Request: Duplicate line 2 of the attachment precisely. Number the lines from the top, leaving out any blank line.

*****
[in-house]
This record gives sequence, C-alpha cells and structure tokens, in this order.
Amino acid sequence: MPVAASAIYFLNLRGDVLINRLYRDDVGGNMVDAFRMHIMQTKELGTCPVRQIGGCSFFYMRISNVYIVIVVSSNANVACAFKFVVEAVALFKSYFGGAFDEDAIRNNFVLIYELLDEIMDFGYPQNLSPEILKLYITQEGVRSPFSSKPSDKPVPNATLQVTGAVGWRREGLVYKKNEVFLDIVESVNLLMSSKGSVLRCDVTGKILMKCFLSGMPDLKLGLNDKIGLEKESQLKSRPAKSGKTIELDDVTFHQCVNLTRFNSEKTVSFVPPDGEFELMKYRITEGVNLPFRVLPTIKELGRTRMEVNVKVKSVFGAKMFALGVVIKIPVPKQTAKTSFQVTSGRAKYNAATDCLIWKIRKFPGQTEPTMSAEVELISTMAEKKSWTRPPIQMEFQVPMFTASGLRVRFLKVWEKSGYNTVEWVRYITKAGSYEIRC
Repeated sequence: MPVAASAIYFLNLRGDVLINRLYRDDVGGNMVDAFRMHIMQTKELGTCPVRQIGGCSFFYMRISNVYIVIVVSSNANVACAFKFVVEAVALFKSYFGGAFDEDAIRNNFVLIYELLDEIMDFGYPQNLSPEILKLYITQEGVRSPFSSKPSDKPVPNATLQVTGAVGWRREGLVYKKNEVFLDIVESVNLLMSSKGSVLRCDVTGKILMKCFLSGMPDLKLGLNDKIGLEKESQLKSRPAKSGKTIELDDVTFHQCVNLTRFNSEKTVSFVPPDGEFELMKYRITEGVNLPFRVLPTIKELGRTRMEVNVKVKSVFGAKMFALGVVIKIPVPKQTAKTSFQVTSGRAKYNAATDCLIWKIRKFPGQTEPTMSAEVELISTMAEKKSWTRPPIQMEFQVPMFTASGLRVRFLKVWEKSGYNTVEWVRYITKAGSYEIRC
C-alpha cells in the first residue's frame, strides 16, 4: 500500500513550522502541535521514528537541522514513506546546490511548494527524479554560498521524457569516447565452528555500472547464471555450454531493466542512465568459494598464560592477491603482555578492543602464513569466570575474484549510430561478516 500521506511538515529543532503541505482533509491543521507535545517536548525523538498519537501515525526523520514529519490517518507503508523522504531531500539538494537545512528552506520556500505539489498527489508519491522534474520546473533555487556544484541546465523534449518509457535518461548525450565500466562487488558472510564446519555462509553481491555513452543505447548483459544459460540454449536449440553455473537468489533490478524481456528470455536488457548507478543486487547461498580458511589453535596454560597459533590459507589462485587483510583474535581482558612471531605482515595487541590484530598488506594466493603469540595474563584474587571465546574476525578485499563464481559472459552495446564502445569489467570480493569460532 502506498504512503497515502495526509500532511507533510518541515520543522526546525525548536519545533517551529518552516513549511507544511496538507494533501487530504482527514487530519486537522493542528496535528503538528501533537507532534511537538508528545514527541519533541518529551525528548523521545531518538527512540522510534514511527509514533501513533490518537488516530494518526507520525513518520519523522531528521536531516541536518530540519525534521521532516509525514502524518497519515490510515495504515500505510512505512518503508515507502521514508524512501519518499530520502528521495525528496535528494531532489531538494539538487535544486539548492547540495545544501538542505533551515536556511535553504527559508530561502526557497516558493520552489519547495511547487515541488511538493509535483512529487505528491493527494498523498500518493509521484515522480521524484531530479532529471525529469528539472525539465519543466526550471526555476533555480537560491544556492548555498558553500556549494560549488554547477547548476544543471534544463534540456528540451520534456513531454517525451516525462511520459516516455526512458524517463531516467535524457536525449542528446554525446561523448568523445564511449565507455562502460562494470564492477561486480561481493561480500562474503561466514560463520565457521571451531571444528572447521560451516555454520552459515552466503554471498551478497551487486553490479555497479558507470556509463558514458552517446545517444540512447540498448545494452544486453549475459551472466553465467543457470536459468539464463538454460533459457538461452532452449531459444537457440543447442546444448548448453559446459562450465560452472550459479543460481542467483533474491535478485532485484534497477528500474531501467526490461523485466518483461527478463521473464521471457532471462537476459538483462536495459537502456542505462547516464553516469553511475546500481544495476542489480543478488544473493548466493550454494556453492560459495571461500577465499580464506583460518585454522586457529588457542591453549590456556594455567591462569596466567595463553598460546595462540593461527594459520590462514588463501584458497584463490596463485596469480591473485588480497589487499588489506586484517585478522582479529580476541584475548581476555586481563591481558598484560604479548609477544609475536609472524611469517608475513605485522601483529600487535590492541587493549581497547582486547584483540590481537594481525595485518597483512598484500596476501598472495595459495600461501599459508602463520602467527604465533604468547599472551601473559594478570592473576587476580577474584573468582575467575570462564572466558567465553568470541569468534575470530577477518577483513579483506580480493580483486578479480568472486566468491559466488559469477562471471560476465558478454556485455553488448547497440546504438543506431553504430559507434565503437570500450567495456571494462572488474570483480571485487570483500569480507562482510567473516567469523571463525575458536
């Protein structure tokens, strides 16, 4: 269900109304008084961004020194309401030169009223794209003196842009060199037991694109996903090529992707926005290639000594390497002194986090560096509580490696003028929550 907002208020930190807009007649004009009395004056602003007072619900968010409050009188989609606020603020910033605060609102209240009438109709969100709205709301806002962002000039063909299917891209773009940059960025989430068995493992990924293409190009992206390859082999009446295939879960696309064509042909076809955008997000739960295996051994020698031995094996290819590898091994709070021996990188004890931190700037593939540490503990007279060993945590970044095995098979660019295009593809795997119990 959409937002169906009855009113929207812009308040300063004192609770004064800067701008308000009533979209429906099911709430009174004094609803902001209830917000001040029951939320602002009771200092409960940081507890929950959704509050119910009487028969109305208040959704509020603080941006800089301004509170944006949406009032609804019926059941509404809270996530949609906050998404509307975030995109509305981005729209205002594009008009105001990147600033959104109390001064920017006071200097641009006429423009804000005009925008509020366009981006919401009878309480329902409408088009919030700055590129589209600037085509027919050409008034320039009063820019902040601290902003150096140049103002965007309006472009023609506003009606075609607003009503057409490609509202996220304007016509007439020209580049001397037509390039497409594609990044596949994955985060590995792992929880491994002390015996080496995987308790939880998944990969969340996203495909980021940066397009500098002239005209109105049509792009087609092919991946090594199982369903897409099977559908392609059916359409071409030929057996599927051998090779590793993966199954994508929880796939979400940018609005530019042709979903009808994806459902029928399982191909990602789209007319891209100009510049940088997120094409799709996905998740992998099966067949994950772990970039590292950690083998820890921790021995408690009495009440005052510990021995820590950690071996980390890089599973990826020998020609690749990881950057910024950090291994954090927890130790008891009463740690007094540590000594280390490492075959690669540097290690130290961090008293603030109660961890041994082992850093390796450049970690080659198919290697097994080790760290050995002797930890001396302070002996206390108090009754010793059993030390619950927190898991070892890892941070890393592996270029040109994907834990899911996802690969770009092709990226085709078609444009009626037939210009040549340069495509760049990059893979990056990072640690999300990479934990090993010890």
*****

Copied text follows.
This record gives sequence, C-alpha cells and structure tokens, in this order.